In 1894, the old Russian governor's house, known as Baranof Castle, burned at Sitka.
In 1912, the U.S. Marines, established at Sitka in 1879, were withdrawn.
In 1959, the dredging of Gastineau Channel, north of downtown Juneau, was scheduled.
In the nation
In 1776, British forces evacuated Boston during the Revolutionary War.
In 1905, Eleanor Roosevelt married Franklin D. Roosevelt in New York.
In 1910, the Campfire Girls organization was formed. It was formally presented to the public on this day two years later.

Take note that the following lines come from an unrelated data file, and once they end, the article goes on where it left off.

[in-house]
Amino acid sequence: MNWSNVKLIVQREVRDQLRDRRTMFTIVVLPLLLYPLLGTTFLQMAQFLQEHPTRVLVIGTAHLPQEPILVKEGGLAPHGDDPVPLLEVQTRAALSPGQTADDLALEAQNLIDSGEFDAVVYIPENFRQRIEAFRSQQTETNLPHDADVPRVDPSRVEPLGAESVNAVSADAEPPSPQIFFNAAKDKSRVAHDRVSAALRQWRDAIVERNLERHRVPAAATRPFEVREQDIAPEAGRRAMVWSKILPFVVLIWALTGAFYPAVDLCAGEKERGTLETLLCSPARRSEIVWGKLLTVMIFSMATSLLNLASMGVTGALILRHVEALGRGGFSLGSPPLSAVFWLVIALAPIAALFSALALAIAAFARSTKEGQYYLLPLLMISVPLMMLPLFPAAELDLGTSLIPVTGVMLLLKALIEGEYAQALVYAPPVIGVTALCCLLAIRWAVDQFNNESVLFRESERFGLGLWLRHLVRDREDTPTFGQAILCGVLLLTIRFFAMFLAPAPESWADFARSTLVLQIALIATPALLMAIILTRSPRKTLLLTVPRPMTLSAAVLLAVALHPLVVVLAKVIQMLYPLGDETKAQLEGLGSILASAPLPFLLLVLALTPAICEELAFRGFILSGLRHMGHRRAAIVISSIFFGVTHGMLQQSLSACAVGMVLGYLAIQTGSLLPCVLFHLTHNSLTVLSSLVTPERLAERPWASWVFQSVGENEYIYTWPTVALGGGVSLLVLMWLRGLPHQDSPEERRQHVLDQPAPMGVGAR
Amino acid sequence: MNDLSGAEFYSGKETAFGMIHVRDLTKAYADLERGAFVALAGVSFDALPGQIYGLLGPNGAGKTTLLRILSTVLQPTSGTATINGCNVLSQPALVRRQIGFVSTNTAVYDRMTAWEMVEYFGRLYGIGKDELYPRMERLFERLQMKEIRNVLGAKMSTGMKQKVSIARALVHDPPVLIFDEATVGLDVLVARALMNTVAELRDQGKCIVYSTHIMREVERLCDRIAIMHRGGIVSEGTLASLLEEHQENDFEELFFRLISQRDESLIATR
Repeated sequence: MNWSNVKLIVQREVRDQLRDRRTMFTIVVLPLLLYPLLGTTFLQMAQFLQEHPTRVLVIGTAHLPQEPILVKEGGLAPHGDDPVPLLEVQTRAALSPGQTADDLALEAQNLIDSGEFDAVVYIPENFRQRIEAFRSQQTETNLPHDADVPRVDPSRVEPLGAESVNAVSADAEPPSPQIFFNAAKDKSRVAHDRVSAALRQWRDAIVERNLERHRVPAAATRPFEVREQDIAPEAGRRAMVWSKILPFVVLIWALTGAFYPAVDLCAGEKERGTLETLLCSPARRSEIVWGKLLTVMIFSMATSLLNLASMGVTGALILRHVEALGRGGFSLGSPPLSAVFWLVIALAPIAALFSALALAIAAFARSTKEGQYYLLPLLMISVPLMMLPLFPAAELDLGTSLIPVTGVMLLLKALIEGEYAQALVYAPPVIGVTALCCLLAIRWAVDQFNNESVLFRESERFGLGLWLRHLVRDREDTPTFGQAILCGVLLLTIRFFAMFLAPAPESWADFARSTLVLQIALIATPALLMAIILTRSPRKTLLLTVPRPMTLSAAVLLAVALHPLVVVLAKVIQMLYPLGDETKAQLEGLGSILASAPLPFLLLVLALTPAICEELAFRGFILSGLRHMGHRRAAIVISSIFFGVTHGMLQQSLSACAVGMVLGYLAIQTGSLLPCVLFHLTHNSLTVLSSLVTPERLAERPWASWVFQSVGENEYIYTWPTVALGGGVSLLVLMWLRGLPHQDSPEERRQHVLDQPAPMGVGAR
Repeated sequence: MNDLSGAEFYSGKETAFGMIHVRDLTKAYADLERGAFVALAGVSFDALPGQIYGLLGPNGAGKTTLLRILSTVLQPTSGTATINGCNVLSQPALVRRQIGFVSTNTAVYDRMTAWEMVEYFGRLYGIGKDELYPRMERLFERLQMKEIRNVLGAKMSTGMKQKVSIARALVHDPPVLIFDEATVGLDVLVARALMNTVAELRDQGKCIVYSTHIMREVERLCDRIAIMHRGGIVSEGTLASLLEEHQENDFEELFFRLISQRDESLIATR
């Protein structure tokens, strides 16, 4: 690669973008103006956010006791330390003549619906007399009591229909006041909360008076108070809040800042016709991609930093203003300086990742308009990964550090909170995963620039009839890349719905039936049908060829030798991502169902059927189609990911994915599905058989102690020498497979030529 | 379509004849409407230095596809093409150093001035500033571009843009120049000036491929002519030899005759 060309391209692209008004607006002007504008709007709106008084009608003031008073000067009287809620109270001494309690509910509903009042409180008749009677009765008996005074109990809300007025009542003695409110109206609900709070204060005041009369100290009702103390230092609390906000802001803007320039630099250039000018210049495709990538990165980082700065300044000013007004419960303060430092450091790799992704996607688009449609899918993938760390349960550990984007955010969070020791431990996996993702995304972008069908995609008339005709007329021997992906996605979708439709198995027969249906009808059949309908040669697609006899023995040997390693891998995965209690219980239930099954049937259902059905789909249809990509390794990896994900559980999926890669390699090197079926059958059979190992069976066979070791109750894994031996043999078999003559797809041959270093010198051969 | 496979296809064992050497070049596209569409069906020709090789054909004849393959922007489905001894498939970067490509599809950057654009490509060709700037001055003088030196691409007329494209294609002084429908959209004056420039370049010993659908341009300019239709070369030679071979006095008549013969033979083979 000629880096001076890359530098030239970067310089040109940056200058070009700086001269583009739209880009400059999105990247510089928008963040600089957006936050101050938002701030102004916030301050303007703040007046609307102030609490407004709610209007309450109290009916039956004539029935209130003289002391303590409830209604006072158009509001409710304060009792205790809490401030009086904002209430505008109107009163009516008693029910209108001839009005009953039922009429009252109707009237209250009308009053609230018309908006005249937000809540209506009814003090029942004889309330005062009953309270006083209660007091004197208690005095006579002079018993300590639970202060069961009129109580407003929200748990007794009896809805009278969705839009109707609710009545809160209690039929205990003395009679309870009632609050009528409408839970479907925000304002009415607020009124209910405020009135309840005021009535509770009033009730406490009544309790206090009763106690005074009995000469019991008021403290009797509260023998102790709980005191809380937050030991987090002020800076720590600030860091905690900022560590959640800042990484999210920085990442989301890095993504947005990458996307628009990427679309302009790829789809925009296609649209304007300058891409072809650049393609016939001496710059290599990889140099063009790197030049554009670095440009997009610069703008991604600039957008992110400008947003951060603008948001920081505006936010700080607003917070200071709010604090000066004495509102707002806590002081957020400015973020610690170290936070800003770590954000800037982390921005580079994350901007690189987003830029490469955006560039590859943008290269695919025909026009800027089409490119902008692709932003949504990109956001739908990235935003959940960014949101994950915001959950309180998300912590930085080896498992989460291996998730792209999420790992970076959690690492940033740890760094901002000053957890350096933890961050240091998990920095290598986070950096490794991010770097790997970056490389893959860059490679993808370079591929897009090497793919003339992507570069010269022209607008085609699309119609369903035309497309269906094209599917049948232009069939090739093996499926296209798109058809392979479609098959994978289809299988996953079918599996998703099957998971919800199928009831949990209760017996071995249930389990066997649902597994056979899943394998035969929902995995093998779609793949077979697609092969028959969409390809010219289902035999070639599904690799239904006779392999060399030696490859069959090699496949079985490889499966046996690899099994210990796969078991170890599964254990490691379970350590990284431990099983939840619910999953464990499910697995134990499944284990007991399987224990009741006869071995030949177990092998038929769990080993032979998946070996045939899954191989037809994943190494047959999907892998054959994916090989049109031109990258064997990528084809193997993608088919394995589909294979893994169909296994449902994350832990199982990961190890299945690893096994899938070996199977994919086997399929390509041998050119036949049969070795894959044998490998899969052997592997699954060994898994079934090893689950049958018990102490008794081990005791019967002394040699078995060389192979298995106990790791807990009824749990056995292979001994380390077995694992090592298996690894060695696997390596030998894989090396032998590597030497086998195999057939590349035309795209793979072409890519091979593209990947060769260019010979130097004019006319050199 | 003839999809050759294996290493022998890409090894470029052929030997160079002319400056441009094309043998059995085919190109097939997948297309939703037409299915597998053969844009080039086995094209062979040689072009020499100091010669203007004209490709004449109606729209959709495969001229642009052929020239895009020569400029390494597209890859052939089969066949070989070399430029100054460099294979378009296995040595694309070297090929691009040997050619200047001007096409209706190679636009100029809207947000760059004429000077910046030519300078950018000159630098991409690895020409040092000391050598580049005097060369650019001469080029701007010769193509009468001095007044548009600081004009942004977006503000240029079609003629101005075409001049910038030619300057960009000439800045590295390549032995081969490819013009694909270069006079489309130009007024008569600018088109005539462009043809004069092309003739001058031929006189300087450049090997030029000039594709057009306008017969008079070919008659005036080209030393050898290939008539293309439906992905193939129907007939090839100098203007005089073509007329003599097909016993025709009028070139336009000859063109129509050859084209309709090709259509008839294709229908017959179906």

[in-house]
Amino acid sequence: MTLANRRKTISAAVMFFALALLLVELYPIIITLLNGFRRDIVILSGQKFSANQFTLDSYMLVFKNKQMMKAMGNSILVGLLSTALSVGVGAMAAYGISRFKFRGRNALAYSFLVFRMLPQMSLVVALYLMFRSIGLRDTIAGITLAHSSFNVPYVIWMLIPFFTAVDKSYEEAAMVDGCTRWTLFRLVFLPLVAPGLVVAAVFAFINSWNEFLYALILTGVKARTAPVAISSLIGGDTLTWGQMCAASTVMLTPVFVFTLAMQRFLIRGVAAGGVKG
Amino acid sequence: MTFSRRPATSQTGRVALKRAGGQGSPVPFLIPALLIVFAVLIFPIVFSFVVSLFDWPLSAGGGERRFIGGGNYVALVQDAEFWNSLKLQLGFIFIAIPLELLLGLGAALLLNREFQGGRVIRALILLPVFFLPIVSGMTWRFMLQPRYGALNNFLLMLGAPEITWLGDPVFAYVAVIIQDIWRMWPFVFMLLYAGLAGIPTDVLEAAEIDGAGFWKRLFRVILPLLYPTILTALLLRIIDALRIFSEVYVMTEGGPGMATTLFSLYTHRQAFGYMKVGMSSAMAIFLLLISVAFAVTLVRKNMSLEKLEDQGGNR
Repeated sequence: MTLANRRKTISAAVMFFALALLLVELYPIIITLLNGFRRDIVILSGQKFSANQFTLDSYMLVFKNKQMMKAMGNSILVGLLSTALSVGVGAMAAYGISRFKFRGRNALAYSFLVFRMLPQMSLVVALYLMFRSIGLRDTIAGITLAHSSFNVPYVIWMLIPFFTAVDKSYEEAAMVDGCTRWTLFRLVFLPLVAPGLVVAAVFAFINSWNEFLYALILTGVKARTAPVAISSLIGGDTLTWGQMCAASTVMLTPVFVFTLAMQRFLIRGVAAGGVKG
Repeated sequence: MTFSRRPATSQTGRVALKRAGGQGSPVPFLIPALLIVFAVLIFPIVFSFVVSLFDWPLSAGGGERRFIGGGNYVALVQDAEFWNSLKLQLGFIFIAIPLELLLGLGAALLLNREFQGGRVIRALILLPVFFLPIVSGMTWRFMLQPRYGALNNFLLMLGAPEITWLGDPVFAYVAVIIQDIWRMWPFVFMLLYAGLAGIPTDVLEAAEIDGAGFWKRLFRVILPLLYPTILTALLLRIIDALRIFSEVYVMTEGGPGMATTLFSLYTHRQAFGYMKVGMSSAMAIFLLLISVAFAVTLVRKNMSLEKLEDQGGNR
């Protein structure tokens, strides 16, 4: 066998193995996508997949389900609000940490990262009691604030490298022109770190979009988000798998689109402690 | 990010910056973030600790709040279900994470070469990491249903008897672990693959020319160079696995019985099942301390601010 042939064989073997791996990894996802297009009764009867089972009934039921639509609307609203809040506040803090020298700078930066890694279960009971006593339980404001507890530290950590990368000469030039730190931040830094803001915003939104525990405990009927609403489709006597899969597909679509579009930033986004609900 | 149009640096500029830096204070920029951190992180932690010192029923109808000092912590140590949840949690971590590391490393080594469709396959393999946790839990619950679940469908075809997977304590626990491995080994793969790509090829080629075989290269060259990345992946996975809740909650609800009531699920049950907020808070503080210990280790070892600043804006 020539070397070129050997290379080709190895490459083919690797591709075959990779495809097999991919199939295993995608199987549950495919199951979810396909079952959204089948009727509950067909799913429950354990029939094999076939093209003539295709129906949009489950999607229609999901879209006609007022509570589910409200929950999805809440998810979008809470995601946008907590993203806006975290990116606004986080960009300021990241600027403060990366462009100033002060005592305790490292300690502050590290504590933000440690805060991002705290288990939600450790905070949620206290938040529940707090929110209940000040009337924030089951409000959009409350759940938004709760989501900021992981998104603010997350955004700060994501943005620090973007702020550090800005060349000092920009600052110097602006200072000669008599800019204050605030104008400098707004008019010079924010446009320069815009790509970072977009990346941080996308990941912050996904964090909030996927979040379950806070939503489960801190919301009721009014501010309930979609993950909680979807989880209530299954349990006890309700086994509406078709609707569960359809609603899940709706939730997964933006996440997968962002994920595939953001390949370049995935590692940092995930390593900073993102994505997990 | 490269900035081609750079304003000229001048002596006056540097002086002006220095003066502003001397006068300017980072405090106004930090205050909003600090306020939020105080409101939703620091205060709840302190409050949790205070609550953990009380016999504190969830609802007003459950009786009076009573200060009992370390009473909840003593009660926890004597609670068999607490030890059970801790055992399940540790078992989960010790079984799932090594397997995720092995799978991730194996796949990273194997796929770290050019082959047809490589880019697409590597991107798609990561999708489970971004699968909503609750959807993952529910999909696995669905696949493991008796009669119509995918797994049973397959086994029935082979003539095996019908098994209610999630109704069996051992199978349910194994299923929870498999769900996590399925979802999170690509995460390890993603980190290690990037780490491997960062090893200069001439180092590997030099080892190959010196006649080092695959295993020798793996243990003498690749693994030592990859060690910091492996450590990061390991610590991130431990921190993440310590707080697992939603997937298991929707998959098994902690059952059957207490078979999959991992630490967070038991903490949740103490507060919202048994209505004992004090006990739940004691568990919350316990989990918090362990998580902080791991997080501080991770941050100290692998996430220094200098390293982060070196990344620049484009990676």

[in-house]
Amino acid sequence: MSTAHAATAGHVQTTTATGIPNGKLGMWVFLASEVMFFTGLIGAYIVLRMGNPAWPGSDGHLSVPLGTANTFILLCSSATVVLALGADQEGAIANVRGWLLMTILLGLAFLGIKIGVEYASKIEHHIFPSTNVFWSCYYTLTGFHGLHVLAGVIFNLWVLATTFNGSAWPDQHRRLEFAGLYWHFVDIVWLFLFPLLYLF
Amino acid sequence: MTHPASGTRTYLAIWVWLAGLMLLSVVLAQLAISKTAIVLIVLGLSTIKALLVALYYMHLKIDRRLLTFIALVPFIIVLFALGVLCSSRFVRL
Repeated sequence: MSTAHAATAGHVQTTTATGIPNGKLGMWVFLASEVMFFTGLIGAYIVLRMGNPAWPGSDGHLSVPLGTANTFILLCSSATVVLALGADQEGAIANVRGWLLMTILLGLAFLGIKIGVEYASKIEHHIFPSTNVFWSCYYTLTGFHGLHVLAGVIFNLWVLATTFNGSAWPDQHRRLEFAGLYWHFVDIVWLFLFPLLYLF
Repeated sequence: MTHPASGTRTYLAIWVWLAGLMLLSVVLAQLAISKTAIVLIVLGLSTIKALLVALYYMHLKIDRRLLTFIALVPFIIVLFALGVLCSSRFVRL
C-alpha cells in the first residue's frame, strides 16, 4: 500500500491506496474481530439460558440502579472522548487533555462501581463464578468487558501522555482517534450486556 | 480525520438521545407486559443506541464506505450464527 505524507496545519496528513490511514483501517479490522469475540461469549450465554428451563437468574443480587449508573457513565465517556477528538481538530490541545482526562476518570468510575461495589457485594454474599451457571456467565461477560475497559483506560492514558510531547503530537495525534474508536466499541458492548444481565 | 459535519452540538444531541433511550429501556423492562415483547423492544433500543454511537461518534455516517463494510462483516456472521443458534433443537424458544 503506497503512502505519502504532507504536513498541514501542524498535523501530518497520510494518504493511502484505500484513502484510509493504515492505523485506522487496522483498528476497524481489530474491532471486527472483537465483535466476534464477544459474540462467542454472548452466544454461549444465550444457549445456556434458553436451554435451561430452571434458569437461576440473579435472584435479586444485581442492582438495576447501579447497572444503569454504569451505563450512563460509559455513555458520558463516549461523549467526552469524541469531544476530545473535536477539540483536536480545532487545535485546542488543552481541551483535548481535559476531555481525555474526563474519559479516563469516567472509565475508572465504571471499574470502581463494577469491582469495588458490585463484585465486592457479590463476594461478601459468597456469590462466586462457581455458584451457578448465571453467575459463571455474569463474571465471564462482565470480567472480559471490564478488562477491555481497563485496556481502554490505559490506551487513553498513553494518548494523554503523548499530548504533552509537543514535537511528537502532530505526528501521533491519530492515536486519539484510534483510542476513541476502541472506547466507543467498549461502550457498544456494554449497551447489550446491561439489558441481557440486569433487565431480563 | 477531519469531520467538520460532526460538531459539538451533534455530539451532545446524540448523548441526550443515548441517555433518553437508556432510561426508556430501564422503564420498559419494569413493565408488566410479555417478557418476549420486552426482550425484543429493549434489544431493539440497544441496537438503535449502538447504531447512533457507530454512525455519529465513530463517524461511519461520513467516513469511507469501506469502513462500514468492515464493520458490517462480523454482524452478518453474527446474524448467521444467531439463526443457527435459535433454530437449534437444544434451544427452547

In 1941, the National Gallery of Art opened in Washington, D.C.
In 1950, scientists at the University of California at Berkeley announced they had created a new radioactive element, californium.
In 1958, the U.S. Navy launched the Vanguard I satellite.
In 1994, Secretary of State Warren Christopher, just back from China, told a House subcommittee that reports describing the trip as a failure were "rather misleading," and said Beijing had made "solid improvements" in the areas of prison labor and immigration.
In 1999, a panel of medical experts concluded that marijuana has medical benefits for people suffering from cancer and AIDS. Instant replay was voted back in the NFL for the 1999 season.
In 2003, edging to the brink of war, President Bush gave Saddam Hussein 48 hours to leave his country and told Americans that military confrontation will ultimately make them safer.